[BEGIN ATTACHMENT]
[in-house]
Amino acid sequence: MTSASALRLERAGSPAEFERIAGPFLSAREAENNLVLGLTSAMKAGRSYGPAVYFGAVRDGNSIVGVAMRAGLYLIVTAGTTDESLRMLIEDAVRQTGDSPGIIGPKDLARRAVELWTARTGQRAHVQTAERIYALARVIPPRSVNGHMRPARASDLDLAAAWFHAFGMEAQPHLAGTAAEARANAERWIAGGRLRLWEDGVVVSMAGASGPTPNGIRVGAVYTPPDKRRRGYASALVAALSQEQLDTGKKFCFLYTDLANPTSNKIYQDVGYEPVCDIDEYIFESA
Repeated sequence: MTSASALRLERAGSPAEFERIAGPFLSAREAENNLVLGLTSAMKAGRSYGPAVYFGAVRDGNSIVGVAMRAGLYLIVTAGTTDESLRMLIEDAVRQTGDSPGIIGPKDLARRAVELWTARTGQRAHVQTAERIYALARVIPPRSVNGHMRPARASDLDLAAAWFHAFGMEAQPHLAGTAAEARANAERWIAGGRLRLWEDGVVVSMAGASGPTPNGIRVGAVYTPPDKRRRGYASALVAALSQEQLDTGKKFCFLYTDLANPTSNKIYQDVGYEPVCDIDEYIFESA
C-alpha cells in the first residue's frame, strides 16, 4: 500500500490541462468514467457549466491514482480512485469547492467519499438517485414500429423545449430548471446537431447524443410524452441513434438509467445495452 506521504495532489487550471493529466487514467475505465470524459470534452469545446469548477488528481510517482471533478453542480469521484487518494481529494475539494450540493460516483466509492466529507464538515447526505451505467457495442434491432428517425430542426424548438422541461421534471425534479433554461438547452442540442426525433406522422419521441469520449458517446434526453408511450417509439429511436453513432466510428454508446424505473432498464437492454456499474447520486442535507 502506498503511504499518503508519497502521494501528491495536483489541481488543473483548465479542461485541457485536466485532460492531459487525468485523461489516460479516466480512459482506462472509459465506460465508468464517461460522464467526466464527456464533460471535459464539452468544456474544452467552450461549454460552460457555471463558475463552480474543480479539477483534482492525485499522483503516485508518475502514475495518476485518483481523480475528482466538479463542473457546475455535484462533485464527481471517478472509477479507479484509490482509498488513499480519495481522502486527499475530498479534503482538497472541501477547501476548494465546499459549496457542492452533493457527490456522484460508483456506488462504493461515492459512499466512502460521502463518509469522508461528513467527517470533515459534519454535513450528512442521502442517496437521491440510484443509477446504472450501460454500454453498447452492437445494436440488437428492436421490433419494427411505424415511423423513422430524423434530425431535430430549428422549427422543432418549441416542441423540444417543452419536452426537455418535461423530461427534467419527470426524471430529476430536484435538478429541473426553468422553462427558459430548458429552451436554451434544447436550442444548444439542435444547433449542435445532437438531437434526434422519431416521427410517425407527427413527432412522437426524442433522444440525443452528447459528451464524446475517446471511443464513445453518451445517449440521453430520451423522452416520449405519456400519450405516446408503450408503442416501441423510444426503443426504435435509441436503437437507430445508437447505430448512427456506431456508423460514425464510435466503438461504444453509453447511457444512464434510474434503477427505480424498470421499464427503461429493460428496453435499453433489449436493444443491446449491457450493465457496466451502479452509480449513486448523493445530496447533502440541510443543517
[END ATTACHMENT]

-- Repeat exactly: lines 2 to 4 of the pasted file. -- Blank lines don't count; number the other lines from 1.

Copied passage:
Amino acid sequence: MTSASALRLERAGSPAEFERIAGPFLSAREAENNLVLGLTSAMKAGRSYGPAVYFGAVRDGNSIVGVAMRAGLYLIVTAGTTDESLRMLIEDAVRQTGDSPGIIGPKDLARRAVELWTARTGQRAHVQTAERIYALARVIPPRSVNGHMRPARASDLDLAAAWFHAFGMEAQPHLAGTAAEARANAERWIAGGRLRLWEDGVVVSMAGASGPTPNGIRVGAVYTPPDKRRRGYASALVAALSQEQLDTGKKFCFLYTDLANPTSNKIYQDVGYEPVCDIDEYIFESA
Repeated sequence: MTSASALRLERAGSPAEFERIAGPFLSAREAENNLVLGLTSAMKAGRSYGPAVYFGAVRDGNSIVGVAMRAGLYLIVTAGTTDESLRMLIEDAVRQTGDSPGIIGPKDLARRAVELWTARTGQRAHVQTAERIYALARVIPPRSVNGHMRPARASDLDLAAAWFHAFGMEAQPHLAGTAAEARANAERWIAGGRLRLWEDGVVVSMAGASGPTPNGIRVGAVYTPPDKRRRGYASALVAALSQEQLDTGKKFCFLYTDLANPTSNKIYQDVGYEPVCDIDEYIFESA
C-alpha cells in the first residue's frame, strides 16, 4: 500500500490541462468514467457549466491514482480512485469547492467519499438517485414500429423545449430548471446537431447524443410524452441513434438509467445495452 506521504495532489487550471493529466487514467475505465470524459470534452469545446469548477488528481510517482471533478453542480469521484487518494481529494475539494450540493460516483466509492466529507464538515447526505451505467457495442434491432428517425430542426424548438422541461421534471425534479433554461438547452442540442426525433406522422419521441469520449458517446434526453408511450417509439429511436453513432466510428454508446424505473432498464437492454456499474447520486442535507 502506498503511504499518503508519497502521494501528491495536483489541481488543473483548465479542461485541457485536466485532460492531459487525468485523461489516460479516466480512459482506462472509459465506460465508468464517461460522464467526466464527456464533460471535459464539452468544456474544452467552450461549454460552460457555471463558475463552480474543480479539477483534482492525485499522483503516485508518475502514475495518476485518483481523480475528482466538479463542473457546475455535484462533485464527481471517478472509477479507479484509490482509498488513499480519495481522502486527499475530498479534503482538497472541501477547501476548494465546499459549496457542492452533493457527490456522484460508483456506488462504493461515492459512499466512502460521502463518509469522508461528513467527517470533515459534519454535513450528512442521502442517496437521491440510484443509477446504472450501460454500454453498447452492437445494436440488437428492436421490433419494427411505424415511423423513422430524423434530425431535430430549428422549427422543432418549441416542441423540444417543452419536452426537455418535461423530461427534467419527470426524471430529476430536484435538478429541473426553468422553462427558459430548458429552451436554451434544447436550442444548444439542435444547433449542435445532437438531437434526434422519431416521427410517425407527427413527432412522437426524442433522444440525443452528447459528451464524446475517446471511443464513445453518451445517449440521453430520451423522452416520449405519456400519450405516446408503450408503442416501441423510444426503443426504435435509441436503437437507430445508437447505430448512427456506431456508423460514425464510435466503438461504444453509453447511457444512464434510474434503477427505480424498470421499464427503461429493460428496453435499453433489449436493444443491446449491457450493465457496466451502479452509480449513486448523493445530496447533502440541510443543517